SAUDI SECURITY: Defence of the realm

03 April 2006

It will be one of the biggest rounds of military spending the Middle East has ever known. There is much to play for and, even now, multi-billion-dollar arms deals are being discussed behind closed doors in Riyadh, London, Paris and Washington. Many others have been agreed. One or two, as expressions of interest and memorandums of understanding (MoUs), are already hidden in plain sight. The combined value of the defence deals, conservatively estimated at $40,000 million, will probably never be known for sure, spread across numerous budget lines over many years to come. But if all goes according to plan, the first official details will begin to filter into the public domain in April, when Saudi Arabia is expected to confirm an initial order for at least 24 of an agreed 72 Eurofighter jets - the backbone of a massive spending programme that will give the kingdom, in the words of one Saudi source, 'the most powerful air force in the Middle East after Israel' and make it the most decisive military actor in the Gulf.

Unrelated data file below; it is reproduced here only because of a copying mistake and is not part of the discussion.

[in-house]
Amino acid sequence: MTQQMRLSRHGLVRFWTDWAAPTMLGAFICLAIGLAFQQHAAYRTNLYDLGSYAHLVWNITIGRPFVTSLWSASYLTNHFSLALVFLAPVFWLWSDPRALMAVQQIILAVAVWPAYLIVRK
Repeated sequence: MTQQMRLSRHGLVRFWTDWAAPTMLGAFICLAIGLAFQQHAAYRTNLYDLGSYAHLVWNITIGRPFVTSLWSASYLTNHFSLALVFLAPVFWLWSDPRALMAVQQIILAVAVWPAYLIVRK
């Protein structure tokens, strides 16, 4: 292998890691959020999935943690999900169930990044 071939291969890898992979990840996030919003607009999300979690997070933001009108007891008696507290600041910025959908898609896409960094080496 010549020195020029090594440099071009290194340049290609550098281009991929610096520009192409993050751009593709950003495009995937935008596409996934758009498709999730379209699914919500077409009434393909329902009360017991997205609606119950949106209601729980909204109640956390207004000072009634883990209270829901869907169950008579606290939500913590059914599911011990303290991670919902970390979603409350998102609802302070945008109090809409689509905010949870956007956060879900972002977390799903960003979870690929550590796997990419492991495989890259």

The Eurofighter deal has already been described as 'another Al-Yamamah' - in reference to the rolling bilateral defence programme signed by London and Riyadh in 1985.

Al-Yamamah is thought to have generated sales in excess of $40,000 million in the last two decades and earned the UK's BAE Systems up to $1,000 million a year in service and maintenance support contracts. Some 120 ground attack and air strike versions of the Tornado, 90 Hawk jet trainers and at least 50 PC-aircraft have been delivered to the Royal Saudi Air Force (RSAF) under the programme - many of which will be upgraded under the latest deal.

An MoU for the delivery of an unspecified number of Eurofighters was signed late last year, and both governments have been working on the detailed contracts since. BAE and the Eurofighter consortium say they are unable to comment on government-to-government negotiations, beyond stating that negotiations 'are continuing, and continuing well'. The UK Ministry of Defence has also declined to comment. The official signing of at least part of the deal is understood to be imminent, however, although according to one source, 'the sheer scale, size and complexity of this deal mean it will take longer to complete fully'.